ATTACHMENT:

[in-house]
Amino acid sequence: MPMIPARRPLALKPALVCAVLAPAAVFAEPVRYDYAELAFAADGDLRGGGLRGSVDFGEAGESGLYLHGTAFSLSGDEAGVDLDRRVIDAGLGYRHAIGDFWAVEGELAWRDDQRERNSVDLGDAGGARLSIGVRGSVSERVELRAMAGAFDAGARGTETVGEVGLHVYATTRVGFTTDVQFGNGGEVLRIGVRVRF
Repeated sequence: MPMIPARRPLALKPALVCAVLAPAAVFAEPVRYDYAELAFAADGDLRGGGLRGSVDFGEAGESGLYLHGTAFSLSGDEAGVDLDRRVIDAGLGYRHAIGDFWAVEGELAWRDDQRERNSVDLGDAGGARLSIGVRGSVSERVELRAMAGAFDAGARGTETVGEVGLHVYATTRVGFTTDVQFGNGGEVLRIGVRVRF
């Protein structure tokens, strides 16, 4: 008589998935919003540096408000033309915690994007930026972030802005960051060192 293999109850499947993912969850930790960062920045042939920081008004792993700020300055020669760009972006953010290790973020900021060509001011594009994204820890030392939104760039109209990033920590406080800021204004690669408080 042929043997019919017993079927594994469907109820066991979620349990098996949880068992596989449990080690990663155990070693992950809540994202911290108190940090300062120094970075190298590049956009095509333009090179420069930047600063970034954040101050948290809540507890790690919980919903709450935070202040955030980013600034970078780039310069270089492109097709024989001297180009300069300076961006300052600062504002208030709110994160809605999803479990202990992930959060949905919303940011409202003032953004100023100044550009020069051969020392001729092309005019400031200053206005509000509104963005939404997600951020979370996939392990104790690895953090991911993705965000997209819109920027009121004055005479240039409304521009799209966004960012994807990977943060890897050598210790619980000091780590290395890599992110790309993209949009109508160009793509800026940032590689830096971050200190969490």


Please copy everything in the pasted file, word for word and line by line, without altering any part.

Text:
[in-house]
Amino acid sequence: MPMIPARRPLALKPALVCAVLAPAAVFAEPVRYDYAELAFAADGDLRGGGLRGSVDFGEAGESGLYLHGTAFSLSGDEAGVDLDRRVIDAGLGYRHAIGDFWAVEGELAWRDDQRERNSVDLGDAGGARLSIGVRGSVSERVELRAMAGAFDAGARGTETVGEVGLHVYATTRVGFTTDVQFGNGGEVLRIGVRVRF
Repeated sequence: MPMIPARRPLALKPALVCAVLAPAAVFAEPVRYDYAELAFAADGDLRGGGLRGSVDFGEAGESGLYLHGTAFSLSGDEAGVDLDRRVIDAGLGYRHAIGDFWAVEGELAWRDDQRERNSVDLGDAGGARLSIGVRGSVSERVELRAMAGAFDAGARGTETVGEVGLHVYATTRVGFTTDVQFGNGGEVLRIGVRVRF
């Protein structure tokens, strides 16, 4: 008589998935919003540096408000033309915690994007930026972030802005960051060192 293999109850499947993912969850930790960062920045042939920081008004792993700020300055020669760009972006953010290790973020900021060509001011594009994204820890030392939104760039109209990033920590406080800021204004690669408080 042929043997019919017993079927594994469907109820066991979620349990098996949880068992596989449990080690990663155990070693992950809540994202911290108190940090300062120094970075190298590049956009095509333009090179420069930047600063970034954040101050948290809540507890790690919980919903709450935070202040955030980013600034970078780039310069270089492109097709024989001297180009300069300076961006300052600062504002208030709110994160809605999803479990202990992930959060949905919303940011409202003032953004100023100044550009020069051969020392001729092309005019400031200053206005509000509104963005939404997600951020979370996939392990104790690895953090991911993705965000997209819109920027009121004055005479240039409304521009799209966004960012994807990977943060890897050598210790619980000091780590290395890599992110790309993209949009109508160009793509800026940032590689830096971050200190969490």